OLYMPICS / Barcelona 1992: Americans' water-power: Guy Hodgson looks at contrasting US and British expectations in the swimming pool

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The Independent Online
IT was a throwback to the Seventies. Deep Purple's 'Smoke On The Water' belted out of the tannoy this week as the United States swimming squad practised. It is a team, like its counterparts of two decades ago, with an expectation that it is about to be dripping with gold.

The song has been adopted by the American swimmers as their theme - smoke being their slang for speed - but it recalls an era when Olympic pools used to echo not to rock music but to the 'Star Spangled Banner' ad nauseam: 21 times in 1968, 17 in 1972. In each of those Games Americans broke five world records on a single day.

In the intervening years the flow went to the old world rather than the new so that four years ago only two Americans stood on the winner's podium to salute the anthem. True that duo, Matt Biondi and Janet Evans, heard it often enough to know the words backwards, but eight individual golds represented a poor strike rate for a nation that had once dominated.

This time the Americans, the danger of the Chinese notwithstanding, promise it will be different. Not only have the Eastern Bloc countries, cut off from the cash supply by the collapse of Communism, declined, but the US team is superior to four years ago: nine world record holders, and 13 of the team will be taking part in their second Olympics.

'This team has not put any barriers in front of ourselves,' Mark Schubert, the head women's coach, said. 'That's important to our success. In the past we seemed to let the East Germans intimidate us but I don't see anyone intimidating this team.'

It will be the American women who will be creating unease, their swimmers topping the 1991 world rankings in nine of the 13 individual events. Names like Jenny Thompson, Anita Nall, and Summer Sanders may not be of the household variety in Britain at the moment but they could be in a week's time.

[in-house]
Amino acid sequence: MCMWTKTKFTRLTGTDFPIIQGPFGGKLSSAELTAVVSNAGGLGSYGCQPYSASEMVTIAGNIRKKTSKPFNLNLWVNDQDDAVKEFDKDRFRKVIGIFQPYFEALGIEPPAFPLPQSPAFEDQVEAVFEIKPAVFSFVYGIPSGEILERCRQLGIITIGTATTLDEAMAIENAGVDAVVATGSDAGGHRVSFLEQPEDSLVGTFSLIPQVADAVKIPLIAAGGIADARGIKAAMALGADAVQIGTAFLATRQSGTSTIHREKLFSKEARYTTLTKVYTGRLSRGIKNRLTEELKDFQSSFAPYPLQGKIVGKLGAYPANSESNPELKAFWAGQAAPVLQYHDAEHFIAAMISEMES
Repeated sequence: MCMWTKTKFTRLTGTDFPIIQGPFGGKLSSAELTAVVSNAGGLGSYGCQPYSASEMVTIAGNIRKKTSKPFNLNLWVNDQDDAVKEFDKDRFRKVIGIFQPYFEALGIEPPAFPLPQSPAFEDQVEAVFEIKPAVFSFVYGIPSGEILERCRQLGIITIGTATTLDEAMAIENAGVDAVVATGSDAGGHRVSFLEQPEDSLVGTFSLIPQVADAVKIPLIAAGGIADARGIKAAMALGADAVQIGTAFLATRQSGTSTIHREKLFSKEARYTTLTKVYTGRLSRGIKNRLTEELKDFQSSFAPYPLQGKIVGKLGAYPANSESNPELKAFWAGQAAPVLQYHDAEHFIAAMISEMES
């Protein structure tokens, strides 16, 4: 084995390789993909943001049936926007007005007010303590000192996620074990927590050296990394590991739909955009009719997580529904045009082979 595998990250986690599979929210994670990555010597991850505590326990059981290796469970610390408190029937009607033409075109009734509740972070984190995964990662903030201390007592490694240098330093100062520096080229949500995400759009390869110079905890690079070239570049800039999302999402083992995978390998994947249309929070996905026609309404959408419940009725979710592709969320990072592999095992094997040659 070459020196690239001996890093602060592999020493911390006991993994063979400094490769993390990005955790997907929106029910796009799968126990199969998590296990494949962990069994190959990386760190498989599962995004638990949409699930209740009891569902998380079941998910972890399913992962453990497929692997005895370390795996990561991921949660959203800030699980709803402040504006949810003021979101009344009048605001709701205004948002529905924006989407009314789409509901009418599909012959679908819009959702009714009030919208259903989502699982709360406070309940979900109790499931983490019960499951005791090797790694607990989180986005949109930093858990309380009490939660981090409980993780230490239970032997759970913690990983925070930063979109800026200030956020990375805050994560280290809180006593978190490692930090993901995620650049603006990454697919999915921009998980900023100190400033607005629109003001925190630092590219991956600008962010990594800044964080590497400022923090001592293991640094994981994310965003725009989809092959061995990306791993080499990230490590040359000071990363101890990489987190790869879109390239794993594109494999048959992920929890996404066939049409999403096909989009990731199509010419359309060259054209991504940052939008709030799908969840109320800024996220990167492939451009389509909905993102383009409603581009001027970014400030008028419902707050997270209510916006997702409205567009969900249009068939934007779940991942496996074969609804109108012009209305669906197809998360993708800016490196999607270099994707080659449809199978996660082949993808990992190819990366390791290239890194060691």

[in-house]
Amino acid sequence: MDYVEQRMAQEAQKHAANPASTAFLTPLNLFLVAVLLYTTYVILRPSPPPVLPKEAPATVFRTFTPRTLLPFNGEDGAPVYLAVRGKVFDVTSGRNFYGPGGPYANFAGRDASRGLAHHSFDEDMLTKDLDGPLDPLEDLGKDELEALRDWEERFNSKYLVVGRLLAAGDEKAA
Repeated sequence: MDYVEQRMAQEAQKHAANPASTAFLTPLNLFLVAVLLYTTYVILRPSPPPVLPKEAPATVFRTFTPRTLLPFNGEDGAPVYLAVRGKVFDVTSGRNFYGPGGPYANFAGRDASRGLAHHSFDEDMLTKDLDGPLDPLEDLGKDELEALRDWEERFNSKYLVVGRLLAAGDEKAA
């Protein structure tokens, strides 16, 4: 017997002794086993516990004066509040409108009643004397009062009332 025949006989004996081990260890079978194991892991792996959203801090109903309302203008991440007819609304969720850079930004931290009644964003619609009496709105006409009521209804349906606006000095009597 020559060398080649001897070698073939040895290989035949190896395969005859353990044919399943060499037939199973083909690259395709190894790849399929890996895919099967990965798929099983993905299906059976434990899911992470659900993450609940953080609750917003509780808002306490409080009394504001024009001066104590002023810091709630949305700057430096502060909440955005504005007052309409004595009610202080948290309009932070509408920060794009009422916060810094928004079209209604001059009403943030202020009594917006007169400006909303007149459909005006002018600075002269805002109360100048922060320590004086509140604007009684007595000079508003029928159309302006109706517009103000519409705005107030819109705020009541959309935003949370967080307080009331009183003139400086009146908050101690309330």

Biondi, who gained five golds in 1988, will again be the male spearhead, age affecting him only in the number of events he is undertaking. But others, too, are overtly confident. 'I've thought of nothing but winning an Olympic medal since I finished fourth in Seoul,' Melvin Stewart, the 200m butterfly world record holder, said. Mike Barrowman, who holds the 200m breaststroke record, said after being upset by Roque Santos in the US Trials: 'This will burn in me a long time. I'll see this defeat every time I get into the pool to train.'

The smouldering Barrowman is one of the obstacles in the way of Nick Gillingham, who represents Britain's best chance of a gold medal in the pool. The 25-year- old from Walsall set the second fastest time ever in the 200m breaststroke in Sheffield two months ago.

Gillingham, a silver medallist four years ago, also competes in today's 100m breaststroke where he will confront the man who has overshadowed him from the moment he made it to the British team. Adrian Moorhouse won this event in Seoul and Britain would be contemplating the aquatic equivalent of Seb Coe versus Steve Ovett tonight if the two participants were not so anxious to play the comparison down.

'From what little I know about Coe and Ovett,' Moorhouse said, 'there was deemed to be some ill-feeling between them and that's not the case with Nick and I. Sure he wants to beat me as much as I want to beat him, we're both competitors. But you don't dislike someone for that, you respect them.'

Gillingham added: 'When we race together we will be seen as a force. We will be two Britons together. We will gain strength from that. It will take the pressure off each other.'

Elsewhere among the British men, there are grounds for optimism about Ian Wilson's prospects in the 1500m, where he was fourth in the world rankings in 1991, while Mike Fibbens (50m and 100m freestyle) and Mark Foster (50m freestyle) might ruffle Biondi's supremacy.

The women's chances are less rosy despite Sharron Davies's claim that this is the best British team she has ever been in. Davies, a silver medallist in the 400m medley 12 years ago, concedes she will need to swim a lifetime best just to reach the final of the 200m medley.

The woman most likely to succeed - and it's a remote possibility - is Karen Pickering, a rebel to the core. 'I like to be different,' she said. 'If someone says, 'Don't push that button,' I've got to push it.' It will definitely set her apart if she wins one out of the 50m, 100m and 200m finals as she would be the first British female swimming gold medallist since Anita Lonsborough 32 years ago.

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